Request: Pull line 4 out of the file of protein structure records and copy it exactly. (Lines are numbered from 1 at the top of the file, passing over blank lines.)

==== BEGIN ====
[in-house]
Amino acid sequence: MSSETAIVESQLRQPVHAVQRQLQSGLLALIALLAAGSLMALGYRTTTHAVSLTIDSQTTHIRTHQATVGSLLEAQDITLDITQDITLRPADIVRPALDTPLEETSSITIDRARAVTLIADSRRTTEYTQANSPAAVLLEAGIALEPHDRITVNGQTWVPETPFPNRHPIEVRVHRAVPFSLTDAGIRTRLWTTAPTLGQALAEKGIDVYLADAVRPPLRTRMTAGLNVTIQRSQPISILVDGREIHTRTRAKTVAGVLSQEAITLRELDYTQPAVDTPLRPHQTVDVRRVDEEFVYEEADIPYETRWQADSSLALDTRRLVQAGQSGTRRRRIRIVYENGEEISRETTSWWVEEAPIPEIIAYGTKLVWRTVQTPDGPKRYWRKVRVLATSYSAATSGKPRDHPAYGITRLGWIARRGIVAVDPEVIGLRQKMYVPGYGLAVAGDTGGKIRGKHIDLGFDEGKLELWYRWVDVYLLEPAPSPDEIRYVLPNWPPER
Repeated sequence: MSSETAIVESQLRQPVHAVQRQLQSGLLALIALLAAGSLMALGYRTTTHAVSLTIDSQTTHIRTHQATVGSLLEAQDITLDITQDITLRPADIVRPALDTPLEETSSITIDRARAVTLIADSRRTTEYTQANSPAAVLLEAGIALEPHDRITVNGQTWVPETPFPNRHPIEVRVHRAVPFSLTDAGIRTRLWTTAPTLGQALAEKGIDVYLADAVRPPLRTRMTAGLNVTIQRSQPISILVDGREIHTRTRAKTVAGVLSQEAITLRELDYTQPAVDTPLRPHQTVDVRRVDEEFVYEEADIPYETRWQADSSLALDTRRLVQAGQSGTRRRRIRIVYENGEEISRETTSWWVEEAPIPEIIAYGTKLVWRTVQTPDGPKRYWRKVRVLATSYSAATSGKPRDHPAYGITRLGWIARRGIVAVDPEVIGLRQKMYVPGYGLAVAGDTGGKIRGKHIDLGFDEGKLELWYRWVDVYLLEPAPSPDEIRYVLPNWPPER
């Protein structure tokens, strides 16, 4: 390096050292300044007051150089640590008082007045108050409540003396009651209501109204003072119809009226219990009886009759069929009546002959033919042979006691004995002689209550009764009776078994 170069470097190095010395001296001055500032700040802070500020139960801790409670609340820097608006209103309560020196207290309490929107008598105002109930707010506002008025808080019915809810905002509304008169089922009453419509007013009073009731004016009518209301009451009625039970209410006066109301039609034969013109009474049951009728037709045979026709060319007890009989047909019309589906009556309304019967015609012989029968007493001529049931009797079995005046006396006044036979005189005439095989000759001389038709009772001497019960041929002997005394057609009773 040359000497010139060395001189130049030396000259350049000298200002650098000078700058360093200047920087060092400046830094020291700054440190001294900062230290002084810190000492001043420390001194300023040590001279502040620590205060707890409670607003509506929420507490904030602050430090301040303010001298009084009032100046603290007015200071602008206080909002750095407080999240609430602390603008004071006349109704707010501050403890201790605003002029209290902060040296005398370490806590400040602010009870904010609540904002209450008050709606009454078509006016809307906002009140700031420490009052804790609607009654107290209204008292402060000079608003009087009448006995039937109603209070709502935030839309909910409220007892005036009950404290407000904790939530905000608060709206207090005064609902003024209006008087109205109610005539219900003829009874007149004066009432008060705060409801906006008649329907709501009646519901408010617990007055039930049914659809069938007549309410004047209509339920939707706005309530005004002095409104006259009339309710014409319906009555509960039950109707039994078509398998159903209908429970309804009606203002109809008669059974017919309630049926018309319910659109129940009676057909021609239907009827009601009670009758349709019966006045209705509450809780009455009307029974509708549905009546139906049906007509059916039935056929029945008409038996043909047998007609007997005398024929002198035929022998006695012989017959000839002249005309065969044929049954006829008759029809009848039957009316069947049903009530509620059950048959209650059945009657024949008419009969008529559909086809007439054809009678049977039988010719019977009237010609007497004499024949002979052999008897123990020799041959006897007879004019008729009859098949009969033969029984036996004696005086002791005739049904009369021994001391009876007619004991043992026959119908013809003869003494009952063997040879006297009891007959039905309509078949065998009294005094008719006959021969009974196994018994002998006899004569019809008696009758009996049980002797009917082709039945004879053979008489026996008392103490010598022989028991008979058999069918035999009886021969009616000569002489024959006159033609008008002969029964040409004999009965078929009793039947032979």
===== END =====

């Protein structure tokens, strides 16, 4: 390096050292300044007051150089640590008082007045108050409540003396009651209501109204003072119809009226219990009886009759069929009546002959033919042979006691004995002689209550009764009776078994 170069470097190095010395001296001055500032700040802070500020139960801790409670609340820097608006209103309560020196207290309490929107008598105002109930707010506002008025808080019915809810905002509304008169089922009453419509007013009073009731004016009518209301009451009625039970209410006066109301039609034969013109009474049951009728037709045979026709060319007890009989047909019309589906009556309304019967015609012989029968007493001529049931009797079995005046006396006044036979005189005439095989000759001389038709009772001497019960041929002997005394057609009773 040359000497010139060395001189130049030396000259350049000298200002650098000078700058360093200047920087060092400046830094020291700054440190001294900062230290002084810190000492001043420390001194300023040590001279502040620590205060707890409670607003509506929420507490904030602050430090301040303010001298009084009032100046603290007015200071602008206080909002750095407080999240609430602390603008004071006349109704707010501050403890201790605003002029209290902060040296005398370490806590400040602010009870904010609540904002209450008050709606009454078509006016809307906002009140700031420490009052804790609607009654107290209204008292402060000079608003009087009448006995039937109603209070709502935030839309909910409220007892005036009950404290407000904790939530905000608060709206207090005064609902003024209006008087109205109610005539219900003829009874007149004066009432008060705060409801906006008649329907709501009646519901408010617990007055039930049914659809069938007549309410004047209509339920939707706005309530005004002095409104006259009339309710014409319906009555509960039950109707039994078509398998159903209908429970309804009606203002109809008669059974017919309630049926018309319910659109129940009676057909021609239907009827009601009670009758349709019966006045209705509450809780009455009307029974509708549905009546139906049906007509059916039935056929029945008409038996043909047998007609007997005398024929002198035929022998006695012989017959000839002249005309065969044929049954006829008759029809009848039957009316069947049903009530509620059950048959209650059945009657024949008419009969008529559909086809007439054809009678049977039988010719019977009237010609007497004499024949002979052999008897123990020799041959006897007879004019008729009859098949009969033969029984036996004696005086002791005739049904009369021994001391009876007619004991043992026959119908013809003869003494009952063997040879006297009891007959039905309509078949065998009294005094008719006959021969009974196994018994002998006899004569019809008696009758009996049980002797009917082709039945004879053979008489026996008392103490010598022989028991008979058999069918035999009886021969009616000569002489024959006159033609008008002969029964040409004999009965078929009793039947032979």